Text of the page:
What's the hurry?
by Rev. Taylor Smith on July 28, 2021
I’m convinced – half because I need it to be true and half because I truly believe it to be true – that every single person has a weird, quirky, controversial issue that has transformed from a molehill into a mountain. I’m convinced everyone has that goofy but passionate pet-peeve that they’d jovially argue about at the dinner table, but for which is also a hill they would happily die on.
I’m not talking about anything of actual significance here: unless, of course, we mention the pet-peeve that is significant to you peeve. But rather I’m talking about unimportant, inconsequential, yet highly debated topics like which way you should load the toilet paper (tail up or tail down), or whether or not you should leave vacuum lines in the carpet when you vacuum. In reality, these things don’t matter at all. And yet someone somewhere feels all sorts of ways about their thing.
And mine has everything to do with driving!
Okay, full disclosure, I’m about to get awfully judgmental, but I need to vent. First off, the left lane is for passing or speeding. Can we finally just be honest about this fact? If you’re not going ten over the speed limit or more, then the left lane just isn’t for you! Second, blinkers (or indicators) really do matter. They’re on vehicles for a reason. We should use them! Lastly, when entering the highway, you should accelerate at such a rate that by the time you’re actually on the highway you’re basically at highway speeds… can I get an AMEN?! Thank you very much!
Okay, okay! I half joke, but I’m whole serious that traffic is a quirky pet-peeve of mine. And maybe pet-peeve isn’t really the best word or phrase. Because it’s not really traffic itself that bothers me. In fact, I quite like traffic. I can plan ahead for traffic and use it to finish a good podcast or audiobook. More specifically, I feel all sorts of ways about why traffic exists in the first place. I’m convinced that somewhere ahead of me, leading the sea of lights, is one person not changing lanes properly, or entering the highway slowly, driving while distracted, or merging at a construction zone last minute (another highly debated controversy) that you and I can never make it anywhere in the metroplex in a reasonable time.
So, you can imagine my frustration when I was racing from one hospital visit to the next a few weeks back. I had an important engagement I had to be on time for, so I was doing everything in my power to get from Grapevine to Lewisville via 121 to 35E quickly. And wouldn’t you know it… traffic. And not just rush-hour, everyone-is-heading-home-at-the-same-time, there’s-a-big-event-in-town traffic. This was one or two semis, hogging the left most lanes, driving ten under kind of traffic.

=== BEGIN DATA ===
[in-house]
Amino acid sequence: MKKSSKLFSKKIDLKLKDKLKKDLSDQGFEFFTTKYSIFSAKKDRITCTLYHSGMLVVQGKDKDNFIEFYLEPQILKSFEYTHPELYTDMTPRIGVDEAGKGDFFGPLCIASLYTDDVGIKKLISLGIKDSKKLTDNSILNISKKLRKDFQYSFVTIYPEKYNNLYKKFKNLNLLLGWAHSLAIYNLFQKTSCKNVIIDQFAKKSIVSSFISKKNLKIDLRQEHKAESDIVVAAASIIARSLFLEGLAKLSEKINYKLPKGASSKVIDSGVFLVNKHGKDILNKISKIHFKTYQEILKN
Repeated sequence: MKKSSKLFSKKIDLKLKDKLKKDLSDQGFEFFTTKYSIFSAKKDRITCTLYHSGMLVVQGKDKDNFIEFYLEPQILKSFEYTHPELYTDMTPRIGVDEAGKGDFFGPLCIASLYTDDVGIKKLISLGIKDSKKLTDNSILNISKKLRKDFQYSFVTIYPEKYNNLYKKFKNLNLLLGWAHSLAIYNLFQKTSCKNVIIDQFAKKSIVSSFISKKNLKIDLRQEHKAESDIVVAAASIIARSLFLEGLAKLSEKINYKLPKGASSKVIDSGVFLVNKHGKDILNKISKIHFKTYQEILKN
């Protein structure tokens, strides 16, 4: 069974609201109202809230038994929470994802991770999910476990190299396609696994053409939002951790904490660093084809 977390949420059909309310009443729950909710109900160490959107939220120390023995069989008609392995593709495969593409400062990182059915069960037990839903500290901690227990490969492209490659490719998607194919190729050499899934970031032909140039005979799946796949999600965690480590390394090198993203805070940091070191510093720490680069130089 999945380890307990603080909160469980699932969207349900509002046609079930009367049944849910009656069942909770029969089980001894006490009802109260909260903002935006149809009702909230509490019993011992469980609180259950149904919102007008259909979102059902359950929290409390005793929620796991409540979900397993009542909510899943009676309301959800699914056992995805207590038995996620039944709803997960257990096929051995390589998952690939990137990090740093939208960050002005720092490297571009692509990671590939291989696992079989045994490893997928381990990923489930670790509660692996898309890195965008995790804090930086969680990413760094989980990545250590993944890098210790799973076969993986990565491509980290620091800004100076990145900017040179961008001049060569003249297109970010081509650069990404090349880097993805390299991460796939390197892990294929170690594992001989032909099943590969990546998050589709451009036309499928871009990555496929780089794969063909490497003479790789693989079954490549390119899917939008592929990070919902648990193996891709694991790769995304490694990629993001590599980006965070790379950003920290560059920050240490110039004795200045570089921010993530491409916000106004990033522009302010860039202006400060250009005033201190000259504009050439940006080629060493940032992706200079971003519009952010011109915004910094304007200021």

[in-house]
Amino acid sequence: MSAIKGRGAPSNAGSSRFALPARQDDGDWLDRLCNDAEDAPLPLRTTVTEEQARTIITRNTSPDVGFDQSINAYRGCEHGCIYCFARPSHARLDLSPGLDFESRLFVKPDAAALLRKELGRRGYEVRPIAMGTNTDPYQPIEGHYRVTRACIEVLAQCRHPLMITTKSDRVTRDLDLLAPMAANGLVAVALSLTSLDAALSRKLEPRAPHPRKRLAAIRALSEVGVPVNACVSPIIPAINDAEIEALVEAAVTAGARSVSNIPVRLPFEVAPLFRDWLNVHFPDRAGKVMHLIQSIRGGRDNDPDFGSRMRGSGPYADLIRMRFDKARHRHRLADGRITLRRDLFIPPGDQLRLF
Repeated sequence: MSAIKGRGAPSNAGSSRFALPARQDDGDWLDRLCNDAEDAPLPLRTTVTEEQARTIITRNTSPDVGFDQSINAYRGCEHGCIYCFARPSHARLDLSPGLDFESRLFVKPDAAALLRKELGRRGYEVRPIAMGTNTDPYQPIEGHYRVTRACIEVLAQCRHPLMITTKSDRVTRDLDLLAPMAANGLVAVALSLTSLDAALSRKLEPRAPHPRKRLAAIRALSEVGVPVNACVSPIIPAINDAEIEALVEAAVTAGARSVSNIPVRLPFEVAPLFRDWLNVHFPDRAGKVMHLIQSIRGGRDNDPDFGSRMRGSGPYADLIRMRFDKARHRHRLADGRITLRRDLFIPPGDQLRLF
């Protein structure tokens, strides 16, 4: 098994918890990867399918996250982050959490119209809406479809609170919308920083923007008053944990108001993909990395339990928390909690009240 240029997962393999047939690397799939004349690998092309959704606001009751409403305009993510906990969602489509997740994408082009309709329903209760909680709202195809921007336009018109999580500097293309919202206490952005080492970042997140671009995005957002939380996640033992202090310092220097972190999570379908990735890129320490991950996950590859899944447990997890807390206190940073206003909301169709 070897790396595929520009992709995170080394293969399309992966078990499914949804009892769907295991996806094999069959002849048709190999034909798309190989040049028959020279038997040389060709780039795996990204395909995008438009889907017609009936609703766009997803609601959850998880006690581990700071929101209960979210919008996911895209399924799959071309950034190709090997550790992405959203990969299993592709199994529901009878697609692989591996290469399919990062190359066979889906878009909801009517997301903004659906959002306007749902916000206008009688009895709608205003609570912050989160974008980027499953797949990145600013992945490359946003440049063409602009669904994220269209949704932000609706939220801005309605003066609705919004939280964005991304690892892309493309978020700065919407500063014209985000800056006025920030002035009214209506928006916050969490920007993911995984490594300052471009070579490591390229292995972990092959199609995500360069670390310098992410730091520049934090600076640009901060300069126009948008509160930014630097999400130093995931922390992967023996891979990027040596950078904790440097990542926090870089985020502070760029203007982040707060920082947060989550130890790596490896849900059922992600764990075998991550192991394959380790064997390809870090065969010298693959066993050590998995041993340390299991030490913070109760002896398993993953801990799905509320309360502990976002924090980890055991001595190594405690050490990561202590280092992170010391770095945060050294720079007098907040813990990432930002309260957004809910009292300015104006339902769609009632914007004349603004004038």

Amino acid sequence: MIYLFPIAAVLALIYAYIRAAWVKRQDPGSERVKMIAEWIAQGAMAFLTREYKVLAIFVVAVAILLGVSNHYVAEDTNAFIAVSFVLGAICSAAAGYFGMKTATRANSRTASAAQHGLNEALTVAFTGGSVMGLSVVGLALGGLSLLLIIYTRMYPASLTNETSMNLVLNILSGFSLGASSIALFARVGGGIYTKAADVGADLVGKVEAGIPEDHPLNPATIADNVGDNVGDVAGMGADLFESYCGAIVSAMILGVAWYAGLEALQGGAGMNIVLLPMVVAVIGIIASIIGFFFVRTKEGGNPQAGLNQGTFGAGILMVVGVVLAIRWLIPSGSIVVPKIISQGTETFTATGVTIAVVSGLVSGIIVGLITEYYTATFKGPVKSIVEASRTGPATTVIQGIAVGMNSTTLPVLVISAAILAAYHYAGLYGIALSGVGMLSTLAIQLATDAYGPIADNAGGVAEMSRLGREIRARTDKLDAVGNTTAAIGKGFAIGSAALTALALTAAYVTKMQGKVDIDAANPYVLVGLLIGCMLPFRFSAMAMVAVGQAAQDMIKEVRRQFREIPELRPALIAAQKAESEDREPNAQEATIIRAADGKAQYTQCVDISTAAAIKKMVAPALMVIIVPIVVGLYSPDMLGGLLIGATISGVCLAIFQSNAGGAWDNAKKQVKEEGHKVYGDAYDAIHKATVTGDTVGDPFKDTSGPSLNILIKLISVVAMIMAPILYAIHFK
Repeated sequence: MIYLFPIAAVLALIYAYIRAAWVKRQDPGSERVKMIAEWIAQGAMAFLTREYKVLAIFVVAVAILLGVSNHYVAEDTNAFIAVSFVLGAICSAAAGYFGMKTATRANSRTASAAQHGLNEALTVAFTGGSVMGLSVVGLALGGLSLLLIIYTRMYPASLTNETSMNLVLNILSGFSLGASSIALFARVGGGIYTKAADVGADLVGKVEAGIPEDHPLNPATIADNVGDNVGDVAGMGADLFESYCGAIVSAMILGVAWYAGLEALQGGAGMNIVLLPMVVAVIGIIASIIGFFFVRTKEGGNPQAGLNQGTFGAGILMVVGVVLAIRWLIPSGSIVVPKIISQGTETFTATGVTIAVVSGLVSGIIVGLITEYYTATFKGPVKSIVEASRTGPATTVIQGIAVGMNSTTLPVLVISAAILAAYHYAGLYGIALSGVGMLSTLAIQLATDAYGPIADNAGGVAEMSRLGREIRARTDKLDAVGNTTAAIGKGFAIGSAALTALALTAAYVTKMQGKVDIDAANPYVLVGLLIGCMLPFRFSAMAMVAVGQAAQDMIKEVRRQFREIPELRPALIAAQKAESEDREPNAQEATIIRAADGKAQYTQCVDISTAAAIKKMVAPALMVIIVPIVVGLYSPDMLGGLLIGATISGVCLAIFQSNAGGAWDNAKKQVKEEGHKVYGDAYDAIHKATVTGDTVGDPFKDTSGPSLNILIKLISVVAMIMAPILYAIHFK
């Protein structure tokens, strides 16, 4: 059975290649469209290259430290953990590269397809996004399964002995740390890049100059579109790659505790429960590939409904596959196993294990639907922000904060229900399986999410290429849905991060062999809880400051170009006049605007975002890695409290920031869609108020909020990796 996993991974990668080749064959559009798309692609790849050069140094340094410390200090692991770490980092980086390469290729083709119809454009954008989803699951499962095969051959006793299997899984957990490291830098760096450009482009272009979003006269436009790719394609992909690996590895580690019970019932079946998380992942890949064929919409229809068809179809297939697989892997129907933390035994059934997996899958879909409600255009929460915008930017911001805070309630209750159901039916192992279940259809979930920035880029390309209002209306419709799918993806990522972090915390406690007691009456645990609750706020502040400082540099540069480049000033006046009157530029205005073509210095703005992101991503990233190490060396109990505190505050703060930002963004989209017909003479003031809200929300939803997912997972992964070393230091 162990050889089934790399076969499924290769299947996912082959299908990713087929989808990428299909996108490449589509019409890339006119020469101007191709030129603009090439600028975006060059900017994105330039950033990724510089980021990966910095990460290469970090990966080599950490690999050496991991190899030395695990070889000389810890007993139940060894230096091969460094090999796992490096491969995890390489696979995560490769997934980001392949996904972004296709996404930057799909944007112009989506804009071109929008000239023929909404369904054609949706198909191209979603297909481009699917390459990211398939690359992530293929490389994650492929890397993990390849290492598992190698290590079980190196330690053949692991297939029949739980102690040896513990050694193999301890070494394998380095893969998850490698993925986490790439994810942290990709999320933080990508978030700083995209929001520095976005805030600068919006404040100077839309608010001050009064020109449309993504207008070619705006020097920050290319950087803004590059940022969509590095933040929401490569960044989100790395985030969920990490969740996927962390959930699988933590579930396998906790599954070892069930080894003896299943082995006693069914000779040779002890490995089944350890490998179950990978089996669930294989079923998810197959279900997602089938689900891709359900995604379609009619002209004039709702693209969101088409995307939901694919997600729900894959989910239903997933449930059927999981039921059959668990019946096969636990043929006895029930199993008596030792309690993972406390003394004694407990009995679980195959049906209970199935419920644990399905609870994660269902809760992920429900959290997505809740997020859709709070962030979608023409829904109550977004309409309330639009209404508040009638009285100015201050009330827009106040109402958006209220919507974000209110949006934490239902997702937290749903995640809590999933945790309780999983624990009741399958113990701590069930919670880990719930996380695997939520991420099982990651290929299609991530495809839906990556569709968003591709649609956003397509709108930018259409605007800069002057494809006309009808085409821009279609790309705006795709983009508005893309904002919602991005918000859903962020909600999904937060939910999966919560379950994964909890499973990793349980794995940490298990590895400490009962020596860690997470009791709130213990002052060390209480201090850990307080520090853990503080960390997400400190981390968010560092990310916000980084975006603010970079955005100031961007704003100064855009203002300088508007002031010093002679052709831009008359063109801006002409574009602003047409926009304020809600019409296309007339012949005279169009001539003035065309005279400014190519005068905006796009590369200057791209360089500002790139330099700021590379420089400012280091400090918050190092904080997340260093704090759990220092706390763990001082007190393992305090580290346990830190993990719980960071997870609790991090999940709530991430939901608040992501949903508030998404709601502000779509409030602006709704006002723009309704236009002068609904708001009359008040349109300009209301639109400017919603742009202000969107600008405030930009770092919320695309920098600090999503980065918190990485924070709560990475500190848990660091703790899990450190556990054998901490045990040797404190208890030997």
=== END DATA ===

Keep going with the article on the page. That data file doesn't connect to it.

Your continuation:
I immediately began looking for my gap. Planning my escape. I was about to go speed-racer. I was ready to start weaving a sweater on the highway. I had someone to visit! I had somewhere to be! These cars are about to see what a 21-year-old Toyota 4Runner can really do!
And then it hit. Maybe it was the Holy Spirit. Maybe it was divine intervention. I’m not sure what it was, but I can only describe it as a question. And a simple question at that.
Taylor, what’s the hurry?
“Well, I’ll tell you what the hurry is!” I thought to myself. “Taylor, you literally just preached a sermon arguing that the presence of the risen Christ can be found in three places, one of which is where people are suffering. That’s your hurry! You’re going to the hospital.”
But no amount of self-convincing could excuse the spiritual lesson that was slowing my spirit down at the same time my vehicle was slowing down on the highway: the spiritual life is a lot like traffic. You’re going to get jammed up. People will slow you down. Accidents will happen. But getting to the destination and getting there safely is what’s most important.
In the Wesleyan faith, we affirm a doctrinal belief called “Christian Perfection.” It’s the belief that a person can achieve holiness right here, right now, in this very life. The biblical precedent is that Jesus regularly speaks of the kingdom of God in breaking into our world. It’s a present reality that we can inhabit – if we would but turn toward it, lean into it. Christian Perfection is the destination, full sanctification, full restoration of the image of God in our life. But the journey… well… that’s more individual. It’s personal. It’s distinct. In a paradoxical way, we’re each on the journey together and yet the path we pave is specific to each of us. And how you get where you’re going, arguably is as important as getting there itself.
In other words, after years of driving in Texas and years of trying to follow Jesus, I’m slowly coming to learn that you can fight traffic all you want, but traffic will always win. So rather than rage. Rather than let your blood boil. Rather than dying on a molehill, maybe easing into the rhythm of the traffic can get you where you’re going more quickly – and more safely.